I also acquired a small collection of Beatles and Apple 45s owned by Ringo Starr and his first wife, Maureen (via her second husband, Hard Rock Café co-founder Isaac Tigrett,) and a few of John Lennon’s Beatles albums, given to two of his employees.
The wonderful Martha Morrison, widow of the great Velvet Underground guitarist Sterling Morrison, sold me some of Sterling’s Velvets acetates, along with his own copies of their albums. I bought an album from the collection of the great English folk singer Shirley Collins, from a friend who got it from her. And when Jerry Garcia’s widow sold some of his possessions at auction, including his Grateful Dead acetates and test pressings, I was all in.
And in 2018, and again this year, I was able to really score, buying some records from the collection—really, massive archive—of longtime Rolling Stones bassist Bill Wyman.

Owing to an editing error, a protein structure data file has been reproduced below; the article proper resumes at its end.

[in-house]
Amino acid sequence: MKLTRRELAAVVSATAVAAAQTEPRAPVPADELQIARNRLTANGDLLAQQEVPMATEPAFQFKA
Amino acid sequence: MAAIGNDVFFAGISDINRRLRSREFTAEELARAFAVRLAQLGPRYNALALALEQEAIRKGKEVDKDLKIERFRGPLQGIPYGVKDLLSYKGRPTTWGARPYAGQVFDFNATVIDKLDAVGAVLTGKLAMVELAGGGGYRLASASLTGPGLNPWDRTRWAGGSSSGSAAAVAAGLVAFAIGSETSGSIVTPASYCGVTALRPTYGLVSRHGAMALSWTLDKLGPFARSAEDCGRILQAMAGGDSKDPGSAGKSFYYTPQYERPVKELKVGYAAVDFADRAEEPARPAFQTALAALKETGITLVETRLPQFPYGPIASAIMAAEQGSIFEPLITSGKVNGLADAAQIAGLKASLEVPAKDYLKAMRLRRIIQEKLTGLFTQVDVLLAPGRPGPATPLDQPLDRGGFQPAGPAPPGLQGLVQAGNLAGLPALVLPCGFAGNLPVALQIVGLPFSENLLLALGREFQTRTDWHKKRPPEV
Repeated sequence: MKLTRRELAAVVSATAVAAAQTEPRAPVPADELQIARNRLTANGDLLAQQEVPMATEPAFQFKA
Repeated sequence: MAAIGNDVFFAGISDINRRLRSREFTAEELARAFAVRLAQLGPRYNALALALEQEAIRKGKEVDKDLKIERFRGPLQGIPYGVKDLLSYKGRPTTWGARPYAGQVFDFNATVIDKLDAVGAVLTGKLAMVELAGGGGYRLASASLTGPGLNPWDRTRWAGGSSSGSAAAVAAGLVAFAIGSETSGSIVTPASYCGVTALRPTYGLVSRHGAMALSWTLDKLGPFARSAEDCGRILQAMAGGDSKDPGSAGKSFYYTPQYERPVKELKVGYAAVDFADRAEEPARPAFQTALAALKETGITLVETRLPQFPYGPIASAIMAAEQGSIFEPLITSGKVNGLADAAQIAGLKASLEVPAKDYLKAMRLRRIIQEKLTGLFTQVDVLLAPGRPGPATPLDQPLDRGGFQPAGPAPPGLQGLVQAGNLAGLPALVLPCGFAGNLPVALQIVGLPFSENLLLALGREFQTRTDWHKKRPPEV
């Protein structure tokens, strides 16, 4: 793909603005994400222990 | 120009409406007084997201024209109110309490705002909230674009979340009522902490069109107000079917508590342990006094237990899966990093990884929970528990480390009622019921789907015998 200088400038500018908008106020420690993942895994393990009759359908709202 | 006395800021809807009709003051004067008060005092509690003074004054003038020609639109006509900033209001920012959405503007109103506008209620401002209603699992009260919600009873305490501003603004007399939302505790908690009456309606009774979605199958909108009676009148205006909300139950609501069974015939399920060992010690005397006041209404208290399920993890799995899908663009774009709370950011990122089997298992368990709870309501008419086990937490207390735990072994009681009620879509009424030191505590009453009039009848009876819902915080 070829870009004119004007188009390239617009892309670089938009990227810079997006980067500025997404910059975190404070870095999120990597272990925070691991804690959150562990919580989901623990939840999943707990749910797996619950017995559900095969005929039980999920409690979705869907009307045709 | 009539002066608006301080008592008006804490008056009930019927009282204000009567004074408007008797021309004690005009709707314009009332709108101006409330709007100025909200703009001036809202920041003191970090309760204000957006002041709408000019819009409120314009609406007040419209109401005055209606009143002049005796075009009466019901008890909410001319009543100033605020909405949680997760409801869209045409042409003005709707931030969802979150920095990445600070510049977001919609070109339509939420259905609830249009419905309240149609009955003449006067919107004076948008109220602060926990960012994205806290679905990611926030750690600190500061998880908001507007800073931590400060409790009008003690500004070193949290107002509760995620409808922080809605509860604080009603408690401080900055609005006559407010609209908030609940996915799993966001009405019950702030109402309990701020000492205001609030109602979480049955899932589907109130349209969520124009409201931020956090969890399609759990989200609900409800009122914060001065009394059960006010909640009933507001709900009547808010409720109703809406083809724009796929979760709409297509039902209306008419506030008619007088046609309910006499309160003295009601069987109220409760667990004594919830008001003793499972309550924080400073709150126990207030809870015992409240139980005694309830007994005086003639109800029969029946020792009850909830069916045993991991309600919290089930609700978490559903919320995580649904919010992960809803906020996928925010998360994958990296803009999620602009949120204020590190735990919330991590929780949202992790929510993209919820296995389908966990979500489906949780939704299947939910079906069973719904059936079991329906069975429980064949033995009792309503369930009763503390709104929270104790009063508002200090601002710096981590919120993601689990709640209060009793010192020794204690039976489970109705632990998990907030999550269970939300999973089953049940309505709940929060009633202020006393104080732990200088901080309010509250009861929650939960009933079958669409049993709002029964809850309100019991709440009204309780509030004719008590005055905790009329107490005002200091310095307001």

Bill is a world-class collector. As a small child in London, he began collecting cigarette cards, World War II bullets, and anything else he could find. His archive of Rolling Stones memorabilia is undoubtedly the most extensive collection of any musician or group in existence (I highly recommend the 2019 Wyman documentary, The Quiet One, which delves deeply into his collecting.) He’s written a number of books on topics as varied as the Stones, his friendship with the artist Marc Chagall, and his pursuits as a metal detecting enthusiast.
While doing some consulting for Bill, I was able to see his extensive record collection, and convince him to part with a few of his albums, including his UK first pressing of Hendrix’s Are You Experienced and The Beatles White Album. So I now have Beatles records from the collections of two Beatles and one Stone!